An example of an authorised health claim is, “Adequate calcium and vitamin D as part of a healthful diet, along with physical activity, may reduce the risk of osteoporosis in later life.”
Qualified health claims
Qualified health claims are supported by some scientific evidence, but do not meet the SSA standard. To ensure that they are not false or misleading to consumers, qualified health claims must be accompanied by a disclaimer or other qualifying language to accurately communicate the level of scientific evidence supporting the claim. Qualified health claims are currently evaluated under the FDA’s interim guidance for such claims.
An example of a qualified health claim is, “Scientific evidence suggests, but does not prove, that whole grains (three servings or 48g per day), as part of a low-saturated fat, low-cholesterol diet, may reduce the risk of diabetes mellitus type 2.”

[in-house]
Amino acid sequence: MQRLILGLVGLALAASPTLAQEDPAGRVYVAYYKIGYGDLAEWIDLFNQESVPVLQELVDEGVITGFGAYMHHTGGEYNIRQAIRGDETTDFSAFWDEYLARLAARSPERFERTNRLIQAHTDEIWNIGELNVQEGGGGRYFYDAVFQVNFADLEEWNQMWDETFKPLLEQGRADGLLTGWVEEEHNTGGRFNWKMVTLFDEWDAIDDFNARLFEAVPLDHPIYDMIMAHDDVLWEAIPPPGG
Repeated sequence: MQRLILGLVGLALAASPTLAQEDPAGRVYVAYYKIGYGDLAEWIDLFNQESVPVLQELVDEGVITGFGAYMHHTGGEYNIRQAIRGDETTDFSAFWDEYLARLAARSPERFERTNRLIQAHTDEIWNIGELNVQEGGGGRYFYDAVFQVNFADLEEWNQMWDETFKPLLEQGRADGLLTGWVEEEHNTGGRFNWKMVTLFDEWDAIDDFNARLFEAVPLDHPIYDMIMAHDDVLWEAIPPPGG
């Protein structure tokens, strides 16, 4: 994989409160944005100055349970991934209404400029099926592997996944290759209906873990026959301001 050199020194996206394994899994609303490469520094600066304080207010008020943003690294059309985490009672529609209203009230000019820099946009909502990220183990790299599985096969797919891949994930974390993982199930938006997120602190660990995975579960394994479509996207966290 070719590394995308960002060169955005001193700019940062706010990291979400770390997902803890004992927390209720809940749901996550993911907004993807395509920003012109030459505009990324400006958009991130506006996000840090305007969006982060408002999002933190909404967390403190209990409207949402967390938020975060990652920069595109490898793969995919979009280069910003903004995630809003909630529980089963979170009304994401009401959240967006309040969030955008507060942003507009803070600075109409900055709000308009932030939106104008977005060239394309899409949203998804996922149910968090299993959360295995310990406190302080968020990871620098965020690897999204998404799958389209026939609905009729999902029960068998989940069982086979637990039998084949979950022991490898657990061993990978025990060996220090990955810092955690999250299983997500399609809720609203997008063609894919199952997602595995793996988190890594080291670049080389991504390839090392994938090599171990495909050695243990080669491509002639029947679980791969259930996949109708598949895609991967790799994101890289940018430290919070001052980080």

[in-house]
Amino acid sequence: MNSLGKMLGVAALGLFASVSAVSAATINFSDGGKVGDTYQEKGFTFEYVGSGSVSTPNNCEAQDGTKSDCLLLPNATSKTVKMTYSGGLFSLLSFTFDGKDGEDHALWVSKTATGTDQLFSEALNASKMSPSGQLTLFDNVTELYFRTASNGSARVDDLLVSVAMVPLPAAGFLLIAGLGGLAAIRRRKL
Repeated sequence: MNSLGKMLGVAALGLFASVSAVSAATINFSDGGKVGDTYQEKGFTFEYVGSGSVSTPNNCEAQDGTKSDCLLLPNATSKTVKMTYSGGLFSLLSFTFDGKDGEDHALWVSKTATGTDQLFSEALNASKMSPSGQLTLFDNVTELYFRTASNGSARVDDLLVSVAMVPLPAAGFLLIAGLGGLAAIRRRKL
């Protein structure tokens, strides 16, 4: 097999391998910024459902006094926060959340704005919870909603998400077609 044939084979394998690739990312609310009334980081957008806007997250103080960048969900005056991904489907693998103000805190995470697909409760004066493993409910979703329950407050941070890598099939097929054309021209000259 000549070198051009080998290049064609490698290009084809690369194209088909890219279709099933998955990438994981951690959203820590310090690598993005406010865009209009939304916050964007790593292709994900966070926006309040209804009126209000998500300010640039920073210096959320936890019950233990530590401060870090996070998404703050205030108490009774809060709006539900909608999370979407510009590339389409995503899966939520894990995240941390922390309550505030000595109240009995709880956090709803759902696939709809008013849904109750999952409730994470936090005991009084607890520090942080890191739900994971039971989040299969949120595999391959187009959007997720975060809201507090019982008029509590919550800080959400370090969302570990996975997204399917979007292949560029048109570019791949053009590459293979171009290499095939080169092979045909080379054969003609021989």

All health claims, whether authorised or qualified, require pre-market review by the FDA. Under federal law, FDA approves by regulation authorised health claims for use in food labelling only if the substance/disease relationship described by the health claim meets the SSA standard. For qualified health claims, the FDA issues letters of enforcement discretion when there is credible evidence to support the claim.
Meta-analysis into EPA and DHA